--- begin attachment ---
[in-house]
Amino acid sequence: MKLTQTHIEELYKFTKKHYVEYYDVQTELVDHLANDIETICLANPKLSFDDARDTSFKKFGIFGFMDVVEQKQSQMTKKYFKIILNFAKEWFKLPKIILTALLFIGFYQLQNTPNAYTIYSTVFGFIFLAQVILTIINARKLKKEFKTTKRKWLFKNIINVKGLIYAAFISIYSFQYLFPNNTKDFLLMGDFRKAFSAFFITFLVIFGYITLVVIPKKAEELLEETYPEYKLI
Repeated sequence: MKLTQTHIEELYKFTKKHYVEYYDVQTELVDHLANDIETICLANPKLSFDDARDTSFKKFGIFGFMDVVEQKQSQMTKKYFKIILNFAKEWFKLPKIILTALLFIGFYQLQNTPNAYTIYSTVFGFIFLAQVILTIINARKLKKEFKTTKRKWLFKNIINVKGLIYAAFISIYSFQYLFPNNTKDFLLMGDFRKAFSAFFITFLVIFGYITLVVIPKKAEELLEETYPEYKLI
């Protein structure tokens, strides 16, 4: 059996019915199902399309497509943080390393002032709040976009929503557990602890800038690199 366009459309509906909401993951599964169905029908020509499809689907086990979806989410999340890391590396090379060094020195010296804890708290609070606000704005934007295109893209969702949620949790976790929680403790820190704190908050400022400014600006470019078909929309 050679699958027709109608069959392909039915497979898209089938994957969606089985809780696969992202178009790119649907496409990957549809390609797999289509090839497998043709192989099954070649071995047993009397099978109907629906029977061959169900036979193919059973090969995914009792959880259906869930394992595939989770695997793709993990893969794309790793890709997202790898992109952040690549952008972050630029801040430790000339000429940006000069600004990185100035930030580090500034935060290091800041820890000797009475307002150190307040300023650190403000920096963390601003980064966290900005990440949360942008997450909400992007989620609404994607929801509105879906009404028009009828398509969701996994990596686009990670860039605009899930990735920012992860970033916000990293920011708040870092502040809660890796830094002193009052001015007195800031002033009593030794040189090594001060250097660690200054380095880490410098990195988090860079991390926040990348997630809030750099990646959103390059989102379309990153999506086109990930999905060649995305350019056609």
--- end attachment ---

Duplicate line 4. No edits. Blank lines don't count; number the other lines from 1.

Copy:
């Protein structure tokens, strides 16, 4: 059996019915199902399309497509943080390393002032709040976009929503557990602890800038690199 366009459309509906909401993951599964169905029908020509499809689907086990979806989410999340890391590396090379060094020195010296804890708290609070606000704005934007295109893209969702949620949790976790929680403790820190704190908050400022400014600006470019078909929309 050679699958027709109608069959392909039915497979898209089938994957969606089985809780696969992202178009790119649907496409990957549809390609797999289509090839497998043709192989099954070649071995047993009397099978109907629906029977061959169900036979193919059973090969995914009792959880259906869930394992595939989770695997793709993990893969794309790793890709997202790898992109952040690549952008972050630029801040430790000339000429940006000069600004990185100035930030580090500034935060290091800041820890000797009475307002150190307040300023650190403000920096963390601003980064966290900005990440949360942008997450909400992007989620609404994607929801509105879906009404028009009828398509969701996994990596686009990670860039605009899930990735920012992860970033916000990293920011708040870092502040809660890796830094002193009052001015007195800031002033009593030794040189090594001060250097660690200054380095880490410098990195988090860079991390926040990348997630809030750099990646959103390059989102379309990153999506086109990930999905060649995305350019056609």